As teachers and adults we're responsible for our actions. Getting into an accident J-walking or riding a moped without a license or getting into an Uber/taxi with an unlicensed driver make your insurance null and void.
     
    towncryer likes this.
  15. sharon52

    sharon52 New commenter

    Can I ask is there a state health system in the country ? The teacher would have known the cover needed surely ?
     
  16. JL48

    JL48 Star commenter

    Because they are the reason that the teacher is in the country.
    Because, no doubt, they used the package and free private health insurance as part of the lure. Because I would put money on the fact that the school didn't advertise the fact that horse riding wasn't covered.
    Because I would bet that the school shopped around to find the cheapest product it could to boost the profit margin of the owners.
    Because it's in the UAE, a part of the world where life is cheap and human rights are next to non existent, so the owners couldn't care less.
    Because she was in her 20s, young, probably straight from the UK, and probably knew no better than to naively trust that the school that had lured her out there had her back.

    You've been out there too long. It's why I came back to London, and although my disposable income has gone right down, I am so much happier.
     
  17. gulfgolf

    gulfgolf Established commenter

    I hope I’m never that cynical.
    The many assumptions above suggest more about the poster’s mindset than about the school. Returning home was probably the right choice.
     
  18. yasf

    yasf Occasional commenter

    Maybe. Although pretty much aligns with my experience of for profit schools in the ME. I've heard much worse stories from colleagues.
     
  19. Beagles111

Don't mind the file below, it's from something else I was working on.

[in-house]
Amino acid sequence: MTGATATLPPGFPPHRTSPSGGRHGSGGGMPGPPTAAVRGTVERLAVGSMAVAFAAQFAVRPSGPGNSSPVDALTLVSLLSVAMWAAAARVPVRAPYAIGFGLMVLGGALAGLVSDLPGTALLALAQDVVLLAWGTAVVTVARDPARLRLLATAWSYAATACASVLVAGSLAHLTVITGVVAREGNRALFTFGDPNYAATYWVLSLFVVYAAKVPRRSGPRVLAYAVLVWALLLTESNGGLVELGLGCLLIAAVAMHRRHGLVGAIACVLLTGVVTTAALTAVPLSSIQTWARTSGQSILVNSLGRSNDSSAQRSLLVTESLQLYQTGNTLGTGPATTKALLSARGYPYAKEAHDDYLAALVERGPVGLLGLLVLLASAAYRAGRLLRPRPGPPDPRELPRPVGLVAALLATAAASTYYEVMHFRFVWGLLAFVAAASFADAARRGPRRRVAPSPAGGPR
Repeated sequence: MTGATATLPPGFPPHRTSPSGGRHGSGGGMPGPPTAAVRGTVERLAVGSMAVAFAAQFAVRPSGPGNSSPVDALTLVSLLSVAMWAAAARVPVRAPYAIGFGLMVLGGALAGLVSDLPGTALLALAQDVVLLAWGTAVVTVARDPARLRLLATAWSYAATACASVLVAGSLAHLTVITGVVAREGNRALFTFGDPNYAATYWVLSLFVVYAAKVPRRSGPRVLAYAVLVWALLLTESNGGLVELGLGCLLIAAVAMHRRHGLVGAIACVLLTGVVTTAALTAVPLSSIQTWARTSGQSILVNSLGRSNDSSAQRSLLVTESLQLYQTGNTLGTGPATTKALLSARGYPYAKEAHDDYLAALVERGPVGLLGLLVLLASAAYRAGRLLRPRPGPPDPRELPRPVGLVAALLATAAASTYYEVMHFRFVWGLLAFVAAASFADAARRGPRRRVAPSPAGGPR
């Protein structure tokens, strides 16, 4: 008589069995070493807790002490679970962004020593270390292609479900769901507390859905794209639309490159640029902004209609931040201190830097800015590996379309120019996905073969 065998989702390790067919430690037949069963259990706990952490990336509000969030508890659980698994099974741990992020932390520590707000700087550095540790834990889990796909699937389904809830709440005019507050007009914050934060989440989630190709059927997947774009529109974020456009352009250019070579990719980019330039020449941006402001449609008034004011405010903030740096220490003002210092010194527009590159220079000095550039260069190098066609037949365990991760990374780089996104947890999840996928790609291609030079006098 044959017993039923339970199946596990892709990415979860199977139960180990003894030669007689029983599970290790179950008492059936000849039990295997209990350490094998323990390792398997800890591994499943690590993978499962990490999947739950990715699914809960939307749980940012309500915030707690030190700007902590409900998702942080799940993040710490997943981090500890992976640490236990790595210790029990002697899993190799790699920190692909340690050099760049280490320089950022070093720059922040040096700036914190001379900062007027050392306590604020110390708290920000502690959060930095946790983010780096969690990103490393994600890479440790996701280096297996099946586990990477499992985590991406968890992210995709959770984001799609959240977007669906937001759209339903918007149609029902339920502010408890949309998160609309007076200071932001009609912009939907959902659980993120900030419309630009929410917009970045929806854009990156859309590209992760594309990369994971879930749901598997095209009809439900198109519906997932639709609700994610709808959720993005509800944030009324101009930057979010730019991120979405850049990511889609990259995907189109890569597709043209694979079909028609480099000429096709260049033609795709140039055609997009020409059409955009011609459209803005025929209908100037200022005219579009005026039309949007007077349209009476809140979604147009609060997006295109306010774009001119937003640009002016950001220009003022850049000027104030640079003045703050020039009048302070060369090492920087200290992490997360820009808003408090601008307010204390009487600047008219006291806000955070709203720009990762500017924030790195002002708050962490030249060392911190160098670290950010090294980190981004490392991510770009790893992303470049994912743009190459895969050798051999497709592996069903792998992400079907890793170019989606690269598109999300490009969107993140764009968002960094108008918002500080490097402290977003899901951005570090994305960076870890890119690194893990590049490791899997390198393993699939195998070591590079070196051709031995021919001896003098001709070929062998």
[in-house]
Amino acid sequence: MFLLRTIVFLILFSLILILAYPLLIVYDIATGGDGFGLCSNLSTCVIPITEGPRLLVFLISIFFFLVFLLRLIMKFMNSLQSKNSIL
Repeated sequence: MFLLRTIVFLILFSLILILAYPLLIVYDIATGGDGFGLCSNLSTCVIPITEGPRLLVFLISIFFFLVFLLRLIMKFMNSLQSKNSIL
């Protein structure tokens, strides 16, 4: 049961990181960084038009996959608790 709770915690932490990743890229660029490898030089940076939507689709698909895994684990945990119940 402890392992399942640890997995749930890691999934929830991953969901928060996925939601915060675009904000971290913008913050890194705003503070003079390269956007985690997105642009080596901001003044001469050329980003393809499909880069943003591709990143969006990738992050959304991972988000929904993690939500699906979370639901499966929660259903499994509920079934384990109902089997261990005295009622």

Beagles111 New commenter

    Obviously one should always read the small print when one is signing something but I am sure that this lady did not expect to be presented with bills of this size when she set out for her horseriding trip. Some years ago I worked at a school about 30 KM outside Bangkok which bears the name of a minor British public school in the Midlands. One of the hard working math teachers teachers contracted Guillan-Barredisease, not whilst doing anything dangerous just whilst living normally. This was pretty debilitating and he was rushed to hospital and put in an induced coma. The sickness went on for months. Hospitals in Bangkok are excellent, the ones that cater for expats anyway, we always refer to them as hotels.
    Anyway, it turns out that the schools insurance didn't cover his illness, nobody really knew why but it didn't. Did the school step in and offer to cover the costs? Did they hell, they basically had a whip round amongst the remaining staff and expected us to chip in a certain amount of our wages every month in order to pay his bills.
    He was also moved to a government hospital, this is very different to the ones which expats use. Good news, he eventually recovered. Bad news? The school has done very little to change the insurance.

    Bottom line? If you work at a mickey Mouse school expect to get the bare minimum of a package.
     
  20. T0nyGT

    T0nyGT Lead commenter

    They have fulfilled their duty of care in my opinion. It's not their responsibility to pay for you to knowingly risk your health.
     
  21. amysdad

    amysdad Established commenter

    Kind of in two minds about this. It's quite normal that high risk activities are not covered by insurance - check what's excluded from your next travel insurance policy and you'll see what I mean. However, while most reasonable people would expect things like climbing, parachuting and even diving to be included, horse riding probably falls into that grey area. My previous job probably means I'm more likely to check this, but really everyone should check their policy exclusions at least once.

    However, unlike others, I do think that the school has, to a point, a duty of care. Most reasonable schools will. Unless she specifically told them that she was going horseriding though, I'm not sure exactly what more could have been done.